After this experimental period, the hamsters (128·7 ± 2·3 g) were divided into three weight-matched groups of eight animals each. Two groups were submitted to energy restriction and fed a semi-purified standard diet: a restricted group fed a control diet (RC) and a restricted group fed a CLA-supplemented diet (RCLA). To calculate the appropriate quantity of diet to be offered to these restricted groups, the third weight-matched group (reference group), fed the same semi-purified standard diet, was used only in order to know the spontaneous food intake. A 25 % reduction was applied to the mean food intake of this group. The semi-purified standard diet consisted of (g/kg): casein, 200; l-methionine, 4; wheat starch, 390; sucrose, 235; sunflower-seed oil, 70; cellulose, 46; choline–HCl, 4; vitamin mix, 11; mineral mix, 40. The diet provided to the RC group was supplemented with linoleic acid at 5 g/kg (supplied by sunflower-seed oil) and that provided to the RCLA group with trans-10, cis-12-CLA at 5 g/kg (Natural Lipids Ltd, Hovdebygda, Norway). Sunflower-seed oil was used as the fat source instead of palm oil in order to obtain a balanced fatty acid profile.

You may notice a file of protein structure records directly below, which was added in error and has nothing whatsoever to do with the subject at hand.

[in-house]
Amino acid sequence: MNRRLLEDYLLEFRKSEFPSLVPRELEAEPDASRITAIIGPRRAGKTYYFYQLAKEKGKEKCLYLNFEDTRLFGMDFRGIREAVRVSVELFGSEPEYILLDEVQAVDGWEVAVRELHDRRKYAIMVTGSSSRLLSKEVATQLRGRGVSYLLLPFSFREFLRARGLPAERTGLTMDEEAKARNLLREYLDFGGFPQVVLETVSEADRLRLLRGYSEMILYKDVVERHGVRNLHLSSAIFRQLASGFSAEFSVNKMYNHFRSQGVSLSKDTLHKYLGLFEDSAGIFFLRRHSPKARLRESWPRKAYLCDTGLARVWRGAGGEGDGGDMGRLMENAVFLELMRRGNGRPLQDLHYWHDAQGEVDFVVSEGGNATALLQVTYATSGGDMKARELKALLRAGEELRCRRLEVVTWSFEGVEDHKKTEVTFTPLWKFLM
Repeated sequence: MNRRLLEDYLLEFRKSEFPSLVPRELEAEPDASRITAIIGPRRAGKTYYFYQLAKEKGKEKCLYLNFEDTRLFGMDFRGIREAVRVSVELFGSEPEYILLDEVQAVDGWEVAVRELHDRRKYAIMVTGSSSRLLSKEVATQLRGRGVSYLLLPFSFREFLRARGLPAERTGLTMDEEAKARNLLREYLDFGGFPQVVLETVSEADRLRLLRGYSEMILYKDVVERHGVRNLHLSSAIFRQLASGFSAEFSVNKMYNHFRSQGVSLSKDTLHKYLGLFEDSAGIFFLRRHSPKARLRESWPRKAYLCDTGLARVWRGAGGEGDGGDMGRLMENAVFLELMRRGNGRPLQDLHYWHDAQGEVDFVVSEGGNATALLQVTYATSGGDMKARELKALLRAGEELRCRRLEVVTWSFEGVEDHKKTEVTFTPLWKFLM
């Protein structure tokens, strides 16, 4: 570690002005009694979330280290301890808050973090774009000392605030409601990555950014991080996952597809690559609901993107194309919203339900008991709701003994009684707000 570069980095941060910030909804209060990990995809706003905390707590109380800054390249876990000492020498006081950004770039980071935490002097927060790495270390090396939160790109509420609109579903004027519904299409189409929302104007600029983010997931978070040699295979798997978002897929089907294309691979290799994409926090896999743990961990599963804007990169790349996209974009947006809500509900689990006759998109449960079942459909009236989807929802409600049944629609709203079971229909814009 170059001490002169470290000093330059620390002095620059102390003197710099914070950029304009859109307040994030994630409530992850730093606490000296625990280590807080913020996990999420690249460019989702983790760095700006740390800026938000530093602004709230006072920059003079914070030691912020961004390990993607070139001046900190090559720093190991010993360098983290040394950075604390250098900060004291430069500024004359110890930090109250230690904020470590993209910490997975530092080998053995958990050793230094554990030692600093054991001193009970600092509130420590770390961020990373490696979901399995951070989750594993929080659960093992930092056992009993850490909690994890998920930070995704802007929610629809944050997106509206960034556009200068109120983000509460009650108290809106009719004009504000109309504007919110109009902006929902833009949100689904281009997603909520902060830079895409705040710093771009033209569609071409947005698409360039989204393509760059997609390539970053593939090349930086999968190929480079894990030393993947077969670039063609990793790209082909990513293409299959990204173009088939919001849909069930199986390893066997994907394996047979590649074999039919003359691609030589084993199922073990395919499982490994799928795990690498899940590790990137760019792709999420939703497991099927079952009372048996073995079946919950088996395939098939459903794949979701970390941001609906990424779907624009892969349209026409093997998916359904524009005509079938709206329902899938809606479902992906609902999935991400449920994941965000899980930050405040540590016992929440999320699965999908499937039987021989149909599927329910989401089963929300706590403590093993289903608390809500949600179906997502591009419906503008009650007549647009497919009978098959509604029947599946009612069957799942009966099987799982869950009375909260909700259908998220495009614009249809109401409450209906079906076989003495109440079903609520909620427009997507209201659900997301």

All the experimental diets were freshly prepared once per week, gassed with N2, and stored at 0–4°C to avoid rancidity. Body weight was measured daily.

At the end of the experimental period the hamsters from the RC and RCLA groups were killed under anaesthesia (chloral hydrate) by exsanguination. Adipose tissue from abdominal subcutaneous, perirenal and epididymal locations were dissected and weighed, then immediately frozen. Serum was obtained from blood samples after centrifugation (1000 g for 10 min at 4°C). All samples were stored at − 80°C until analysis.

Serum measurements